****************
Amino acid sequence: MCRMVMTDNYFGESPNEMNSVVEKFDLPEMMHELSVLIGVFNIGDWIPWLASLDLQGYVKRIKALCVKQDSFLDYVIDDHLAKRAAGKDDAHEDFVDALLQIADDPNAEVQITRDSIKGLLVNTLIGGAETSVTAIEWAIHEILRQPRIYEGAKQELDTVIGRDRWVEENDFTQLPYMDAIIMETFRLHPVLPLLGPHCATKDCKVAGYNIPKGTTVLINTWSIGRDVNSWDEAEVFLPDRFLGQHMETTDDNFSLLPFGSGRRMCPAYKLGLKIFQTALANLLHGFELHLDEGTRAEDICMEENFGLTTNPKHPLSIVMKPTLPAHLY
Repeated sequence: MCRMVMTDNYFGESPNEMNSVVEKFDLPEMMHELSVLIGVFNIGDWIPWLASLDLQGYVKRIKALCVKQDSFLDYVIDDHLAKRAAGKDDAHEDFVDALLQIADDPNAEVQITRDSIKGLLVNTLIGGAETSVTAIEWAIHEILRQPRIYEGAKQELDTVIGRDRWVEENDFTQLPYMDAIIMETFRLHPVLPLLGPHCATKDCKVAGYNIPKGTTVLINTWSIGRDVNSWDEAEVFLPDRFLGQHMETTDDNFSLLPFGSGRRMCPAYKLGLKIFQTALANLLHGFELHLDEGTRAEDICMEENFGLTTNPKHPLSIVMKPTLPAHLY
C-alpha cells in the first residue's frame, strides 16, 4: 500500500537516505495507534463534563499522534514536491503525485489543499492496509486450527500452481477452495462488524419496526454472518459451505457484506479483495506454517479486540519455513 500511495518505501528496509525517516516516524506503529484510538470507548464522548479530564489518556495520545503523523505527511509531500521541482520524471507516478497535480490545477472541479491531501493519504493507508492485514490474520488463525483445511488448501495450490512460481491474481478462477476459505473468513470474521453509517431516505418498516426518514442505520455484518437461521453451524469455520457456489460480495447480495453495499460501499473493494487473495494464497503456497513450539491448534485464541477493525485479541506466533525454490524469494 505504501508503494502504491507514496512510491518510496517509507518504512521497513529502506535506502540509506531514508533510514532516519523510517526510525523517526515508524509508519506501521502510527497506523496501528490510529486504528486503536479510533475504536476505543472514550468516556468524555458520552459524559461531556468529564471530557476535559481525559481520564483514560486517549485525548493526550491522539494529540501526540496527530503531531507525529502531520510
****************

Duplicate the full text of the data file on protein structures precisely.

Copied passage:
Amino acid sequence: MCRMVMTDNYFGESPNEMNSVVEKFDLPEMMHELSVLIGVFNIGDWIPWLASLDLQGYVKRIKALCVKQDSFLDYVIDDHLAKRAAGKDDAHEDFVDALLQIADDPNAEVQITRDSIKGLLVNTLIGGAETSVTAIEWAIHEILRQPRIYEGAKQELDTVIGRDRWVEENDFTQLPYMDAIIMETFRLHPVLPLLGPHCATKDCKVAGYNIPKGTTVLINTWSIGRDVNSWDEAEVFLPDRFLGQHMETTDDNFSLLPFGSGRRMCPAYKLGLKIFQTALANLLHGFELHLDEGTRAEDICMEENFGLTTNPKHPLSIVMKPTLPAHLY
Repeated sequence: MCRMVMTDNYFGESPNEMNSVVEKFDLPEMMHELSVLIGVFNIGDWIPWLASLDLQGYVKRIKALCVKQDSFLDYVIDDHLAKRAAGKDDAHEDFVDALLQIADDPNAEVQITRDSIKGLLVNTLIGGAETSVTAIEWAIHEILRQPRIYEGAKQELDTVIGRDRWVEENDFTQLPYMDAIIMETFRLHPVLPLLGPHCATKDCKVAGYNIPKGTTVLINTWSIGRDVNSWDEAEVFLPDRFLGQHMETTDDNFSLLPFGSGRRMCPAYKLGLKIFQTALANLLHGFELHLDEGTRAEDICMEENFGLTTNPKHPLSIVMKPTLPAHLY
C-alpha cells in the first residue's frame, strides 16, 4: 500500500537516505495507534463534563499522534514536491503525485489543499492496509486450527500452481477452495462488524419496526454472518459451505457484506479483495506454517479486540519455513 500511495518505501528496509525517516516516524506503529484510538470507548464522548479530564489518556495520545503523523505527511509531500521541482520524471507516478497535480490545477472541479491531501493519504493507508492485514490474520488463525483445511488448501495450490512460481491474481478462477476459505473468513470474521453509517431516505418498516426518514442505520455484518437461521453451524469455520457456489460480495447480495453495499460501499473493494487473495494464497503456497513450539491448534485464541477493525485479541506466533525454490524469494 505504501508503494502504491507514496512510491518510496517509507518504512521497513529502506535506502540509506531514508533510514532516519523510517526510525523517526515508524509508519506501521502510527497506523496501528490510529486504528486503536479510533475504536476505543472514550468516556468524555458520552459524559461531556468529564471530557476535559481525559481520564483514560486517549485525548493526550491522539494529540501526540496527530503531531507525529502531520510